June 11, 2015
By Bob Coleman
Editor, Market Trends Thursday Special Edition
Thank you for all who participated!
Due to the length of comments, I am dividing them over two reports. Today’s comments are from the No to SBA 7(a) CRE 100% financing crowd.
Tomorrow morning I will run the pro comments.
But first the poll results to date (You may still respond here)
1) Have you lost a loan to a competitor who offers 100% SBA 7(a) CRE financing?
2) Does your institution offer 100% SBA 7(a) CRE financing?
3) What is your attitude toward SBA 7(a) CRE financing?
I would never consider 100% SBA 7(a) financing prudent lending — 43%
I would consider it prudent lending if I took the borrower’s house as additional equity — 25%
I would consider it prudent lending if it was to a low-risk industry, e.g. a veterinarian, and it cash flows beautifully — 32%
4) SBA demands 10% equity for SBA CRE loans. The SOP is silent regarding a minimum equity injection for SBA 7(a) CRE loans.
That is fine with me. There is no need to change the SOP — 42%
SBA should demand 10% equity for SBA 7(a) CRE loans — 58%
The No to SBA 7(a) 100% CRE Financing Comments
We are climbing or of a serious recession. Let’s not be eager to leap back in with some crazy lending practices.
SBA lending in not “prudent” its making a loan that would not ordinarily be made without the Guarantee No skin in the game — No Game No loan It is foolish to rely on the Guarantee, without considering ” what does the borrower have in it ”
100% financing CRE 7(a) lenders deserve everything they will get in the next crash. It’s not a matter of ‘if’, but only a matter of ‘when’!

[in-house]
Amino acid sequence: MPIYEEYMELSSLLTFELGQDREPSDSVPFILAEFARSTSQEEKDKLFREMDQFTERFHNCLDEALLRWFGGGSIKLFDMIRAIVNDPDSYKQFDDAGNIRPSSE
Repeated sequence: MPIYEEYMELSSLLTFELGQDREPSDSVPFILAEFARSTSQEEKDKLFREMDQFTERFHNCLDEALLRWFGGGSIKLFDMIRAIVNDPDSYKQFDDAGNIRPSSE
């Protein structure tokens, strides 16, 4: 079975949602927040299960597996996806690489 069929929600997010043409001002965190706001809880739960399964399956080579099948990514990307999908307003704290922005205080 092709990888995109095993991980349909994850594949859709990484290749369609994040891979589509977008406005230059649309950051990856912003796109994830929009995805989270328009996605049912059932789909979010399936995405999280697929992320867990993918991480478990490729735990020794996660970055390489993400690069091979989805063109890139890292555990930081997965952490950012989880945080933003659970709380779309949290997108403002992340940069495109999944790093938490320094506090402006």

100% financing is crazy
Didn’t the economic meltdown teach us anything? No skin in the game to easy to walk away.
Not prudent lending.
Never say never but generally, 100% financing is not prudent. It’s a slippery slope.
Are we becoming desperate? Greedy? Or just stupid again? No…WE aren’t and I’m hoping the industry isn’t either.
The Agency NEEDS to address this ASAP. It’s imprudent lending and putting taxpayer dollars at unnecessary risk. Just greedy bankers living up to their stereotypes. Pathetic! Glad you’re shining a spotlight on this.
Let’s stay with the basics of lending and not try and get fancy just to be competitive.
For question #4, I would say the SBA needs to set a minimum % equity injection or state 100% is allowable as long as certain specified criteria are met. OOCRE down payment injection guidance just mentions “prudent” lending, but when is 100% financing ever prudent?? If they have cash, they should prudently inject some of it (skin in game)…if they don’t, is 100% financing really prudent? Big banks seem to be the tail wagging the dog on this one while smaller community banks often don’t have the capital/financial ability to risk this argument in a liquidation scenario for fear of repair or denial.
I work in special assets (eeks!) and most of the CRE loans that are transferred to my department are under secured using the 90% LTV guideline. 100% financing on commercial real estate – not for it…